June is Pride Month! Celebrate with Notable Queer Folk from History
Marsha P. Johnson was a gay liberation activist and a muse to Andy Warhol and the NYC Art Scene. A popular street queen, she was present at the Stonewall Police Riots, and later formed the Street Transvestite Action Revolutionaries (STAR) with her friend and fellow queer activist Sylvia Riveria in 1970. STAR was dedicated to the LGBTQIA+ youth, namely of color, who populated NYC’s streets, with STAR House acting as a shelter for many a queer folk. Marsha continued her activism organizing with ACT UP! against the AID’s epidemic. In 1992, ten days after appearing for an interview for the titular documentary ‘
Pay it No Mind: The Life and Times of Marsha P. Johnson
’, Marsha was found deceased in the Hudson River. Though ruled a suicide, many still question the possibility of hate-motivated violence, and her memory remains present in annual Trans Day of Remembrance (TDOR) memorials. (Source: Wiki)
“My style is like a multiple personality disorder, I try on many indenties. I’m inspired by excess, Italian glam, Catholicism and art history. I love early Dolce and Gabbana, Dsquared, John Galliano, Dior and Christian Lacroix. I’m often influenced by Absolutely Fabulous, Queer as Folk and Sex and the City.”
Bucky Barnes made a name for himself as the attorney who could get anyone off, but he still lives by the saying, “Innocent until proven guilty.” Steve Rogers finds himself on trial for multiple homicide but he swears he was only trying to protect a girl. Bucky’s been in this business long enough to know when someone’s innocent, and Steve is innocent. America calls for Steve’s head while Bucky calls for justice. Steve already feels like a monster and Bucky’s worried this guy’s going to lay himself on the sword come his trial. So Bucky offers up another course for punishment.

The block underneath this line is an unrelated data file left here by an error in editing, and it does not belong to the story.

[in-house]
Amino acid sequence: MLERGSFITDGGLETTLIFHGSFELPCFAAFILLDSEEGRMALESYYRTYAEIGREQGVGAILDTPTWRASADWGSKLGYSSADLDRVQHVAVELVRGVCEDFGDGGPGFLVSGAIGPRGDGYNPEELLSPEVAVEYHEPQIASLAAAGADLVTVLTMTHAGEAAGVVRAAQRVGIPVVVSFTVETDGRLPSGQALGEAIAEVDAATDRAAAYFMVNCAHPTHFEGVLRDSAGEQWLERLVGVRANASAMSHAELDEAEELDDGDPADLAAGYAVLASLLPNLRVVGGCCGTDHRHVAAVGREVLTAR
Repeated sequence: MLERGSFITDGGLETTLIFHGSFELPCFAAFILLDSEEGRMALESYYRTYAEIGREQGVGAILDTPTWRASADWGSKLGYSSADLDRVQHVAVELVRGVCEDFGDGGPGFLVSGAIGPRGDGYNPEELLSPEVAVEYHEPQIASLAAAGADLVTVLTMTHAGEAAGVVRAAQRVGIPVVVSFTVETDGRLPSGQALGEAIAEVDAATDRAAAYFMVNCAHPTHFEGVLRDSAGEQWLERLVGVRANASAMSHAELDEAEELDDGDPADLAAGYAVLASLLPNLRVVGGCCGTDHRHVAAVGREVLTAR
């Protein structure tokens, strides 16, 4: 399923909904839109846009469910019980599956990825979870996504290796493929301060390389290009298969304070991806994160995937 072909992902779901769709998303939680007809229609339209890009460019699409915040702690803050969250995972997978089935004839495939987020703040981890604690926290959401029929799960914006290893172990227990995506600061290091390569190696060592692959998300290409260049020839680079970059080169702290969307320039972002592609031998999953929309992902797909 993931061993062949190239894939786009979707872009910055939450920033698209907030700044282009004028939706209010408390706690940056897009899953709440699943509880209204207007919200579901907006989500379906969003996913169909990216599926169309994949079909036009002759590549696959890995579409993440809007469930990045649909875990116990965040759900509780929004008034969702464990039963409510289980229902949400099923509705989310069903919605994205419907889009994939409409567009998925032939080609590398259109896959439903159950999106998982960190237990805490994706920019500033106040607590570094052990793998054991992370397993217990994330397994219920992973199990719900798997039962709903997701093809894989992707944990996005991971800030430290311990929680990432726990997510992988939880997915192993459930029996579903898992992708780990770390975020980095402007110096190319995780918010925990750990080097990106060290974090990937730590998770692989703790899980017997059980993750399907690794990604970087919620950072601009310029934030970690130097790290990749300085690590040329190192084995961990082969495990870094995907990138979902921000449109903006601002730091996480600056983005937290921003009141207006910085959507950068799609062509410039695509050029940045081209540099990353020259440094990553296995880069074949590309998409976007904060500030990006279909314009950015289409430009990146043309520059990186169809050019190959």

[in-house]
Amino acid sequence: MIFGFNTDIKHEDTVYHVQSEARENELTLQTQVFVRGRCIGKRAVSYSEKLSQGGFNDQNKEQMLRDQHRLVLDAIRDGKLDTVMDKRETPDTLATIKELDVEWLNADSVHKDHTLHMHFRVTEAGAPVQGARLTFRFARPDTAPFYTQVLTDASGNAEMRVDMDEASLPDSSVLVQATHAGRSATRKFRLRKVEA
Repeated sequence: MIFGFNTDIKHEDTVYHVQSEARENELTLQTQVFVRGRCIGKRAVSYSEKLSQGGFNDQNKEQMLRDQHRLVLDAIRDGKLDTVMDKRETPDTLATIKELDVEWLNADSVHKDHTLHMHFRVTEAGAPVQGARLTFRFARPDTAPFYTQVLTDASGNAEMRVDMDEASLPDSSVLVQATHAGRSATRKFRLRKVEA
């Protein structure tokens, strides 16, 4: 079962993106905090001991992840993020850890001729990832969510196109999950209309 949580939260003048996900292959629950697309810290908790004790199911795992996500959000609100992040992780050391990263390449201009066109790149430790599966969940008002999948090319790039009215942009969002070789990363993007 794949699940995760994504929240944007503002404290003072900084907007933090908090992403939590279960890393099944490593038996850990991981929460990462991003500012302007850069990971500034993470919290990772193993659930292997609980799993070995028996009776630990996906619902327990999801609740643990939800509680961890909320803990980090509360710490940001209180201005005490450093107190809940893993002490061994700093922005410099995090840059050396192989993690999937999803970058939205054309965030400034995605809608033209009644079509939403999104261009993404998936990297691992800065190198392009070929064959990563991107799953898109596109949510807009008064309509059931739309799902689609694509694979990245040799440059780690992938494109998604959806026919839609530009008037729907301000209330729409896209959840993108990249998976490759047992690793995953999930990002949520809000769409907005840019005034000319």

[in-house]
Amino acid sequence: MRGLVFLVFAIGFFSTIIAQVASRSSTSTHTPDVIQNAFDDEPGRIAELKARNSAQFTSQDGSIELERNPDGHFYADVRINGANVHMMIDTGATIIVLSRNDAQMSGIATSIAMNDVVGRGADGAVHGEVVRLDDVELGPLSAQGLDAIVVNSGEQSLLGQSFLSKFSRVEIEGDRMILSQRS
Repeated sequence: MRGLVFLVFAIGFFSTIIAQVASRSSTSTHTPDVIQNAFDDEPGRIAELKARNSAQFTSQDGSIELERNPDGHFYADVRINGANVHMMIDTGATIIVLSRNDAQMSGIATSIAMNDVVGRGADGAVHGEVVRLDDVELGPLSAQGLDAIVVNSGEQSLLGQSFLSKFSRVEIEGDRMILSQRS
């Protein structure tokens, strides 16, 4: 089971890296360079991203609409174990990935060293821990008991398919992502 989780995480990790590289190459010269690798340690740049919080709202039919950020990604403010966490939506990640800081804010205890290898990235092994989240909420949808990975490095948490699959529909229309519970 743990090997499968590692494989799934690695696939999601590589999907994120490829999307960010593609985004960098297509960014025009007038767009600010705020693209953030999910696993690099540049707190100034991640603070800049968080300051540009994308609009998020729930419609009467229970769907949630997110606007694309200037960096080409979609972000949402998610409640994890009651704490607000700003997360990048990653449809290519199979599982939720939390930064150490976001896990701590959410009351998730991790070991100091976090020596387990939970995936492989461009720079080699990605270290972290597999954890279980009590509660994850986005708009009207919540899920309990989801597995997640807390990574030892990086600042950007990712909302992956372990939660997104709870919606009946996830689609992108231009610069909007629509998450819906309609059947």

Newly divorced single dad Steve Rogers moves his kids from the suburbs to Brooklyn to start their new life together, and becomes captivated by the young man who works at the coffee shop downstairs from Steve’s apartment.
Bucky Barnes is 25 years old, working part-time in a coffee shop and still living with his mom. When a handsome single dad in a pinch offers Bucky a job as his nanny, Bucky takes him up on it.
They’ve decided to start producing Bucky Bears again, now that he’s all shiny and redeemed and fighting for good on this big Avengers misfits team. “He has a little shiny gray arm,” Bucky says, wiggling the stuffed arm in question, one of the tweaks made in the new model. It takes Steve a second to realize that Bucky’s got a small smile on his face, actually looks a little bit proud around the eyes.